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November 12, 2013 > Column Alameda County Water District: Reflections on Water

Column Alameda County Water District: Reflections on Water

Submitted By Stephanie Penn, Water Conservation

How I Got Inspired by California Native Plants
By Stephanie Penn, Water Conservation Specialist
Photo by Stephanie Penn


My obsession started with a small publication I found while sorting through an enormous stack of papers on my desk. I guess thatÕs what I get for trying to read everything my supervisor gives me.

The publication developed by Bay Nature Magazine and titled Gardening for Wildlife with Native Plants, outlines the importance of considering the microclimate we live in when making decisions about what we grow in our gardens. The idea is simple - if you landscape with plants that are adapted to our local climate your garden will:

* Provide a unique sense of place;
* Provide valuable habitat for wildlife;
* Require less maintenance;
* Need less fertilizer and pesticides;
* Require less water.

The concept made so much sense to me. I was totally captivated.

IÕm used to getting my nature fix by heading to a park, the coast, or even the Sierras. But this publication opened the door to an idea that hadnÕt occurred to me before. With a little careful planning the urban landscape also has the potential to look natural and beautiful. Maybe even the concrete parking lot outside my office window could be transformed!

So with a copy of my new little publication in hand, I embarked on a journey of learning as much as possible about water-efficient gardening with California native plants. I devoured every book on the subject I could get my hands on, visited public gardens, attended plant sales, visited local nurseries, and planted a few natives in my own garden. Over time, I started noticing them while out hiking and on neighborhood walks.

Paying close attention to native plants results in being more in tune with the Mediterranean climate we experience here in California. Our climate, which is characterized by warm dry summers and mild wet winters, presents unique landscaping challenges. By growing plants that are adapted to our local conditions we can work with the seasons instead of against them. Many native plants require only a third as much water as traditional lawns. This method of water use efficiency is particularly beneficial because it reduces peak water demands.

But the benefits extend beyond water conservation. There are aesthetic rewards as well. The brilliant colors of Sage can light up a whole front yard. The varied sizes and shapes of a thoughtfully designed grouping of perennial bunchgrass can add interest to a commercial landscape without sacrificing formality.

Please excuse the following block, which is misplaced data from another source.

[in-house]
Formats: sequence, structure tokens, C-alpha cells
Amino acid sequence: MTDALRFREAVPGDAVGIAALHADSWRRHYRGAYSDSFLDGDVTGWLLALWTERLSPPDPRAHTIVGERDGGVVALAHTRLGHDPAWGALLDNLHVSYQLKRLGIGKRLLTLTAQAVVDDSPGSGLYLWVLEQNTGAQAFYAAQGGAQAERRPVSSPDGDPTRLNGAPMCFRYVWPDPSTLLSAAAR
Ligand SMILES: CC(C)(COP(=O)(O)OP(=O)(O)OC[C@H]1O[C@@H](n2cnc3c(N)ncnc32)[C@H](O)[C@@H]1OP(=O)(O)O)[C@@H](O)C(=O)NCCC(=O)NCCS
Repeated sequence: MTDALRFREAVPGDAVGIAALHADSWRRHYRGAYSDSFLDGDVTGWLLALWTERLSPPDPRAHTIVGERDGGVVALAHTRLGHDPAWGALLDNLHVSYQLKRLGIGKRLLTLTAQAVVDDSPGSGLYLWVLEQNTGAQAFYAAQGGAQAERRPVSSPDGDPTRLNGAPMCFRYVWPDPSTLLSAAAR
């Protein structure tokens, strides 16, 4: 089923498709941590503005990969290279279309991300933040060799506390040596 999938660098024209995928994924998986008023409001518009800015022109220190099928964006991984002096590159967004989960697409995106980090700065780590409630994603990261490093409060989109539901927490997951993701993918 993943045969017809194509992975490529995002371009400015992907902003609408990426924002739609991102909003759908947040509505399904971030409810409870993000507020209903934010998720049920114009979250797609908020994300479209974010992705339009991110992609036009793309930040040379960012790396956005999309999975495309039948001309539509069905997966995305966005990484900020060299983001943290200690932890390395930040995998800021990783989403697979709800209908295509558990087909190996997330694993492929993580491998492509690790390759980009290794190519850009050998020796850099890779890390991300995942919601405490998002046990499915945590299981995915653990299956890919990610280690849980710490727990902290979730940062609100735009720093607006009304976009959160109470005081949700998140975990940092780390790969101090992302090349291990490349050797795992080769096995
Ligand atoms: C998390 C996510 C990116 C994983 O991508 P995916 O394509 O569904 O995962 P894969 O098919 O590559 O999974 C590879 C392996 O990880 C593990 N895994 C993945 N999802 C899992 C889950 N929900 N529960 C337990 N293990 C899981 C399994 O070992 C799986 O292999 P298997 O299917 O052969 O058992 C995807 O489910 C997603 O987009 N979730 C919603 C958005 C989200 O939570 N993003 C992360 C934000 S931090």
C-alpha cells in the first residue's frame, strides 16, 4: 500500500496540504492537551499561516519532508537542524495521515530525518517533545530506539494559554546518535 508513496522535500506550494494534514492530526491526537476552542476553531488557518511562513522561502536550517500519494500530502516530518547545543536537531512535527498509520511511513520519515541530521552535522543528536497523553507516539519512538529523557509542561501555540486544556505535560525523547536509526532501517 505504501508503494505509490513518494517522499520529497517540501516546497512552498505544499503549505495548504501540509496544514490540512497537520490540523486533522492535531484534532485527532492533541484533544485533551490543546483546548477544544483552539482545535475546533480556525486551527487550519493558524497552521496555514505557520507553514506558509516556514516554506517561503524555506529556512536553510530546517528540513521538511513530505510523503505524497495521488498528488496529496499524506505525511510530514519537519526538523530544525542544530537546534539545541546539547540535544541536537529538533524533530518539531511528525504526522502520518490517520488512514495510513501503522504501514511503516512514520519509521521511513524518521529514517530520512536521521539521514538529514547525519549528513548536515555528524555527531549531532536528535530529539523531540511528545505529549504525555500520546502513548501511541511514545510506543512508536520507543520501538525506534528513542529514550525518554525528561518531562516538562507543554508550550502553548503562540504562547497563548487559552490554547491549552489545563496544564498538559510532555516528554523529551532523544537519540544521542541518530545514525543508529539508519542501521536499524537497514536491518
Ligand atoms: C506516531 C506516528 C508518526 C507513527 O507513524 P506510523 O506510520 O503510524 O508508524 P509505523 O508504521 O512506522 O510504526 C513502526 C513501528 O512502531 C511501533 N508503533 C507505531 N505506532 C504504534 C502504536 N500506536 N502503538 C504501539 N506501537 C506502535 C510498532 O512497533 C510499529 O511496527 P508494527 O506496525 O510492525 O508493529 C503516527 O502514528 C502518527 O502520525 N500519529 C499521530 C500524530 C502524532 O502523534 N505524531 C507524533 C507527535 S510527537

This new way of thinking about landscaping is on the rise throughout the Bay Area. Landscapers are implementing water-efficient practices, nurseries are stocking a larger selection of water-efficient plants, and residents and businesses of the Tri-City area are installing these sustainable landscapes. Beautiful native plant gardens are popping up in the middle of a sea of turf grass.

Even the view out my office window has changed. Last year, much of the landscaping surrounding ACWD headquarters was planted with California native species. Now that the plants are maturing, we are making good use of an outdoor seating area that serves as a non-traditional meeting room as well as place to enjoy lunch on a nice day. While sitting outside we now enjoy frequent visits from hummingbirds attracted to the fuchsias, a variety of butterflies, and an abundance of other beneficial insects. The new landscaping was such a success that we are gearing up for phase two of the project Ð a renovation of our twenty-year-old demonstration garden. Stay tuned for updates on the project!

Are you interested in learning more about California native plants? Maybe you have already heard about this new way of landscaping and are ready to trade in your lawn for water efficient plants? If this is the case, you may be eligible for a rebate to help pay for the cost of the materials. Visit our website at www.acwd.org for more information.

Oh, and my obsession with native plants? IÕm glad to say that it hasnÕt abated one bit.

Reading List:
Gardening for Wildlife with Native Plants
A Bay Nature Magazine Publication

California Native Plants for the Garden
By Carol Bornstein, David Fross and Bart OÕBrien

Gardening with a Wild Heart: Restoring CaliforniaÕs Native Landscape at Home
By Judith Larner Lowry

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